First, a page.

The Chimney Sweeper
The Chimney Sweeper is pain in conjunction with the exploitation of children during the late 1700's. William Blake put a bold and raging tone in his first sentence, first line "when my mother died" (line 1), in addition "my father sold me" (line 3) further showing the need to bring out the pain and suffering of the children and sweepers during this period of time. The Chimney Sweeper was written in a dream status in order to add more mystery and intrigue with the introduction of the "Angel" (line 13) and "God" (line 20) to scrutinize the plight of the young sweepers during the 1700's. William Blake eloquently presents his case in a time honored classic "The Chimney Sweeper".
During the sweepers time many were very young. "And my father sold me while yet my tongue could scarcely cry 'weep! 'weep! 'weep! 'weep!" (line 2 and 3) is very significant in make the point of how young children were.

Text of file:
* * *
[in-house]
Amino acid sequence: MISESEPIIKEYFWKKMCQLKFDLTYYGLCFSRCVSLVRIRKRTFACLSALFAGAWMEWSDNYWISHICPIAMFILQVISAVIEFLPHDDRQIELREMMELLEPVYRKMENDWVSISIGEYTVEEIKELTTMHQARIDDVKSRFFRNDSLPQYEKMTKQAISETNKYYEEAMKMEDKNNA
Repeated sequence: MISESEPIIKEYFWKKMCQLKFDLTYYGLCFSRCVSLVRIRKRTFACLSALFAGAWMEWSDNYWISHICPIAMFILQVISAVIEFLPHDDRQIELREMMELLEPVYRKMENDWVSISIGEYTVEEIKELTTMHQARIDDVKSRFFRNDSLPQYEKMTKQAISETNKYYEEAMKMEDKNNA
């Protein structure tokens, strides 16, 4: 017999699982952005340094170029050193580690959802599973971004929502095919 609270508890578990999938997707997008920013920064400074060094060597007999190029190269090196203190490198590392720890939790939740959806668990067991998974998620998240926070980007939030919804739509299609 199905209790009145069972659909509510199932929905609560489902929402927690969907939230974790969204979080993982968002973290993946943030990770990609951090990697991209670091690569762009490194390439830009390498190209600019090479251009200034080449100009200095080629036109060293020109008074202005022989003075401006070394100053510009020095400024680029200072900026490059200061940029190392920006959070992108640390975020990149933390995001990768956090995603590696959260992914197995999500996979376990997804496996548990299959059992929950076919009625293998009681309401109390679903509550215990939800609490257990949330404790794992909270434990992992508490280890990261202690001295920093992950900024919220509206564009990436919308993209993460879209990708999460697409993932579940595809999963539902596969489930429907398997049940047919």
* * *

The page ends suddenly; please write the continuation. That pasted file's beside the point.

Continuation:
The normal cry of the chimney sweeper was sweep, sweep, sweep; a particular young sweeper could only say weep, while yelling to find work, put the age of the child approximately four to eight years of age. In addition, the chimney was very small at the time. It is common knowledge that chimneys are small, it would take a small child to scoot down them to clean. Pain could also be felt by "in soot I sleep" (line 4); the feeling of working long days not being able to clean up after is very significant to show how these young
sweepers could not deal emotionally with their ordeal, which only solidifies the point of their age.
The Angel's words to Tom are unmistakable. They introduce the central plot of the poem. Caught in exploitation and pain...